Making the social care system work for terminally ill people: a simple solution

Categories: Care.

People applying for local authority funded social care can wait weeks to have their care needs and their financial means assessed. They can then wait even longer for their local authority to make a decision about whether they will provide social care. 

For terminally ill people and their families, the reality is that the current system is too slow. This situation is unacceptable and must change.  Delays in accessing social care can mean that people are unable to leave hospital. In some cases, they may die there while waiting for the social care package which would enable them to stay in their own home, their nursing or care home. Social care is vital for people who are terminally ill. It helps them to be where they want to be at the end of life. 

Good social care packages are also better for the health and social care system. Research from the Nuffield Trust shows that 27.8% of people with a terminal illness used local authority funded social care in the last year of life but, more importantly, that those using social care are far less likely to be admitted to hospital. Social care has an important role to play, both in keeping people out of hospital and getting them out once they end up there. 

However, the social care system needs to move much faster for people who are terminally ill. For people who are dying, and their families, time is precious. The last thing they want to be doing with that time is worrying about if and when they will qualify for local authority funded care and whether or for how long they can afford to privately pay for their care. 

Some local authorities already recognise this and they aim to fast-track people in emergency situations through the care needs and financial means assessments. However, not all local authorities do so and the reality is that there is no universal standard that determines who qualifies for fast-tracking. This is left at the discretion of the local authority, and often depends on whether they have a fast-track policy in place.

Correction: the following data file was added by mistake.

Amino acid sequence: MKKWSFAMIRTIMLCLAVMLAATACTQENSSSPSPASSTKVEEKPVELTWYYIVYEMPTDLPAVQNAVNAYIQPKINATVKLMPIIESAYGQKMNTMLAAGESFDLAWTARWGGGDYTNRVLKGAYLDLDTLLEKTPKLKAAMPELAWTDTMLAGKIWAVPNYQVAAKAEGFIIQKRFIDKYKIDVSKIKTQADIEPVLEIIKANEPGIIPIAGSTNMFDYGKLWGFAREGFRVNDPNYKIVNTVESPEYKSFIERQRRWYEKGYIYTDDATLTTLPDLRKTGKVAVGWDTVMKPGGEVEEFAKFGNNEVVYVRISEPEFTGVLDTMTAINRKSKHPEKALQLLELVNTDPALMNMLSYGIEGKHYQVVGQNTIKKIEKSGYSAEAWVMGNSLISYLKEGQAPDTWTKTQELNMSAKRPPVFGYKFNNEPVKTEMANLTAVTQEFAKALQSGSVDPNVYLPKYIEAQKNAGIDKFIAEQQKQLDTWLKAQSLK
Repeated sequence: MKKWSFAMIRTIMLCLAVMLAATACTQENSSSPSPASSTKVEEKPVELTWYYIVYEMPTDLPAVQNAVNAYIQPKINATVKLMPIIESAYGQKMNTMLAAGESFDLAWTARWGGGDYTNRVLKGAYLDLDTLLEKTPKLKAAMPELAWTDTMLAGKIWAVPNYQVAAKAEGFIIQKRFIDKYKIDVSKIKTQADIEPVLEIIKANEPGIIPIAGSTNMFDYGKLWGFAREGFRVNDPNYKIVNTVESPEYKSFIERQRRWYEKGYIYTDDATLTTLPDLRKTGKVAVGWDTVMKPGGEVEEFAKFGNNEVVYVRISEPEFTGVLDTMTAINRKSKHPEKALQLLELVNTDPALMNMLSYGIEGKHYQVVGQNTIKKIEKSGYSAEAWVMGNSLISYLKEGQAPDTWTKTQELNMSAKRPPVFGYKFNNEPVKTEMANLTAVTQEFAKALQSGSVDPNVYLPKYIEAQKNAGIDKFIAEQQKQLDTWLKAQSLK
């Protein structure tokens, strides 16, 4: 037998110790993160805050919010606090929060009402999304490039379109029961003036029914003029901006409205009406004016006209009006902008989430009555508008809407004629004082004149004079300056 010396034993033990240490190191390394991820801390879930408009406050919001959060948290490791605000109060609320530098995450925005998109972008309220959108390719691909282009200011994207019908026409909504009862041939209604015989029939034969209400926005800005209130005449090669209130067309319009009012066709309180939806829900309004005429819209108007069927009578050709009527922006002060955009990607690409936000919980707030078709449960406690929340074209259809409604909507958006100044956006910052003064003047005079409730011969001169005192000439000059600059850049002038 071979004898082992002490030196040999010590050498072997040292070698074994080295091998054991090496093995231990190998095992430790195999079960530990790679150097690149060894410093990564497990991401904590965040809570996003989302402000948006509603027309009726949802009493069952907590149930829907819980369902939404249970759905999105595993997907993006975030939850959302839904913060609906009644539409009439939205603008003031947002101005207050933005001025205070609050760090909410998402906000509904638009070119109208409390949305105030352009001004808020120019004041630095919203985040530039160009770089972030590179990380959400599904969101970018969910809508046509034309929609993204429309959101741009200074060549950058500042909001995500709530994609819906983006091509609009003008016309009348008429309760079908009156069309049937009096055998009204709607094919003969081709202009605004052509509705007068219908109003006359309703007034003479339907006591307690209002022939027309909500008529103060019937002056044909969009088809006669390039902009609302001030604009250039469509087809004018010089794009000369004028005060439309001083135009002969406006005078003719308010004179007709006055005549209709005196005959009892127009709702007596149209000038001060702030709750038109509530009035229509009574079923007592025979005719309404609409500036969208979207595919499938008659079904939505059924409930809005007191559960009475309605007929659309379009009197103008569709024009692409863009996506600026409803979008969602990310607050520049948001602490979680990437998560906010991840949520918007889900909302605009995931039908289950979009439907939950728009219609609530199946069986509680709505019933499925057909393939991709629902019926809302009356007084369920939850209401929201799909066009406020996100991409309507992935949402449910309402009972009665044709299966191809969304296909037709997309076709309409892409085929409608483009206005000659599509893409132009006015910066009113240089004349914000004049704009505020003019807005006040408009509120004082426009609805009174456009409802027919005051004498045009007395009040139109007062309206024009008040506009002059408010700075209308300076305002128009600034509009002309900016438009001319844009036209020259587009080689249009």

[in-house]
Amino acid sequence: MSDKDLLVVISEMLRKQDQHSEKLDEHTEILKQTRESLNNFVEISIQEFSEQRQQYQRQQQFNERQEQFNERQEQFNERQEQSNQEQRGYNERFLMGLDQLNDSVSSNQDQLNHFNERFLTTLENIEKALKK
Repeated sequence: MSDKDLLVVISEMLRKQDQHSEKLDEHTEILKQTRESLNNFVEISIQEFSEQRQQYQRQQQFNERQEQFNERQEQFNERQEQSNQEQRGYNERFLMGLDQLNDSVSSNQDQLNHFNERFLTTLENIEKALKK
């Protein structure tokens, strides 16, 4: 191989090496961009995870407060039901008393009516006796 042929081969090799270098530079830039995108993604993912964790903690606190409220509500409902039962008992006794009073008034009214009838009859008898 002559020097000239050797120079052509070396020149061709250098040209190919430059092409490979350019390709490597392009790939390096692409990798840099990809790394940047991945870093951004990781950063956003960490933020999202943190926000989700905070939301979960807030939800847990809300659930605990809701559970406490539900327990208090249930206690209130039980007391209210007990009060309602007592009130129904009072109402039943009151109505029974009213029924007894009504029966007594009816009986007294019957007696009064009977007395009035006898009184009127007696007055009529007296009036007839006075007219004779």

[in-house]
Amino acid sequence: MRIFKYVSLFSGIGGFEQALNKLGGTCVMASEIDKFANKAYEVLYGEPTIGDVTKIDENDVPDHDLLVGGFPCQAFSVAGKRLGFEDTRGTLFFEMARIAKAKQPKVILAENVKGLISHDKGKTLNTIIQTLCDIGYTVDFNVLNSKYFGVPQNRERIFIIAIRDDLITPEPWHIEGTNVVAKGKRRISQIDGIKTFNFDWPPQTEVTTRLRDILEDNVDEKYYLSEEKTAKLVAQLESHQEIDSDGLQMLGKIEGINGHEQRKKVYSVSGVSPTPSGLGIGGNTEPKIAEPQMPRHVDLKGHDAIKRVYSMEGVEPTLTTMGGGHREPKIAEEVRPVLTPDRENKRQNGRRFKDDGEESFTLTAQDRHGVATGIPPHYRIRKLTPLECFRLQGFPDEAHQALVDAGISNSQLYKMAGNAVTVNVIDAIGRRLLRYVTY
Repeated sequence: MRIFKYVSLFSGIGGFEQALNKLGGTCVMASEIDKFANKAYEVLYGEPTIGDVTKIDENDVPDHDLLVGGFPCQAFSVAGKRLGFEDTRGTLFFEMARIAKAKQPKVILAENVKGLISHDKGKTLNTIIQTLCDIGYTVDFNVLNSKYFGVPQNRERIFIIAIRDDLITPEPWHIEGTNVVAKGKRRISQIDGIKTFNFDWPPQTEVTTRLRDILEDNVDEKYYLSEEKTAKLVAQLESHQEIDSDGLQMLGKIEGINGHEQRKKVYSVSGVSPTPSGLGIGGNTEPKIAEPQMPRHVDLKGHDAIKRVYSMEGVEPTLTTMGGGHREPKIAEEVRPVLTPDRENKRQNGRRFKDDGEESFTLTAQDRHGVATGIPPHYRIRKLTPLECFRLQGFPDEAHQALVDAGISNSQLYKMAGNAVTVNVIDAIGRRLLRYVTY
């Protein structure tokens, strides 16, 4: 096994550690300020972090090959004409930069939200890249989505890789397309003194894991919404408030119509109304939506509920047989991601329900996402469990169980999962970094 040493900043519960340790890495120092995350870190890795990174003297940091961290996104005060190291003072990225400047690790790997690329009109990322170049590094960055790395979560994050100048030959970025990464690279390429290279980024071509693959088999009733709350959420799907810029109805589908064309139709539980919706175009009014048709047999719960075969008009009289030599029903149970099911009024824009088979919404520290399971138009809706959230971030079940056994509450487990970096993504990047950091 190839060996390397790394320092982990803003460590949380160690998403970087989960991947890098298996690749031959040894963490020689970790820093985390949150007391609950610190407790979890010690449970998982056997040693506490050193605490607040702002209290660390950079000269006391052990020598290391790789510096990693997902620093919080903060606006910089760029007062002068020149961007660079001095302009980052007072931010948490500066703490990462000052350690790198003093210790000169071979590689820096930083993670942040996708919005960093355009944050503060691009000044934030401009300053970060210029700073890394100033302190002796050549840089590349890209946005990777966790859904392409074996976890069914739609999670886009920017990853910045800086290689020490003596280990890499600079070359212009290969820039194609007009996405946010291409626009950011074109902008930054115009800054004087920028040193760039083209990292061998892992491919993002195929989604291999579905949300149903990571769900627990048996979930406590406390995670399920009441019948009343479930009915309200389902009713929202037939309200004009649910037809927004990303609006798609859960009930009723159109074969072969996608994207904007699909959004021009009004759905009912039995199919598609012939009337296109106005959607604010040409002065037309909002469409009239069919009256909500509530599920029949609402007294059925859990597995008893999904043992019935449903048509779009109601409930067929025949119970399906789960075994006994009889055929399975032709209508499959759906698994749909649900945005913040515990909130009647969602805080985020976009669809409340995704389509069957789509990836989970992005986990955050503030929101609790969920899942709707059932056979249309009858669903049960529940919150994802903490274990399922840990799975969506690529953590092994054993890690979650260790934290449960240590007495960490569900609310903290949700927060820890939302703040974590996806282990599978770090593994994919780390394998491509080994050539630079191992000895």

In many ways, NHS Continuing Healthcare (CHC) is designed to address this situation. It has a specific fast-track stream for people who are terminally ill or ‘deteriorating rapidly ‘, which can mean that terminally ill people have a health and social care package put swiftly in place by the NHS. Again, however, because the guidance is interpreted in different ways in different localities, there isn’t a clear and consistent standard of who qualifies. 

By universalising the assessment of care needs and financial resources, the ‘Draft care and support bill’ goes some way towards simplifying the system and making it easier for everyone, including people who are terminally ill, to access the social care that they need. However, there is still no guarantee that people who are terminally ill can receive care and support as swiftly as they need it. 

For this reason, Help the Hospices and Marie Curie Cancer Care have proposed that the ‘Draft care and support bill’ should go further and place a duty on local authorities to provide combined fast-track access to care needs and financial assessments – ideally within 24 hours of the local authority becoming aware of the situation. We believe that this can be done by using an existing mechanism. At present, people who are terminally ill and have less than six months to live can receive instant access to the very highest level of welfare benefit through a DS1500 form, which is issued by the patient’s doctor (specialist). At the same time, the DS1500 could also be used to trigger a fast-track assessment of care needs and financial resources for terminally ill people. 

This will bring social care up to speed with the rest of the system – terminally ill people currently get instant and free access to healthcare and also receive benefits at the highest level with no qualifying period. This will mean that many more terminally ill people will be able to get out of hospital and stay out of hospital. 

This duty on local authorities would ensure that they assess the level of need of patients swiftly and rapidly put in place an appropriate care package. This very simple measure would mean that many more terminally ill people are able to access the care and support they need swiftly, and therefore be able to make the most of their time in the place of their choice with their families and loved ones.

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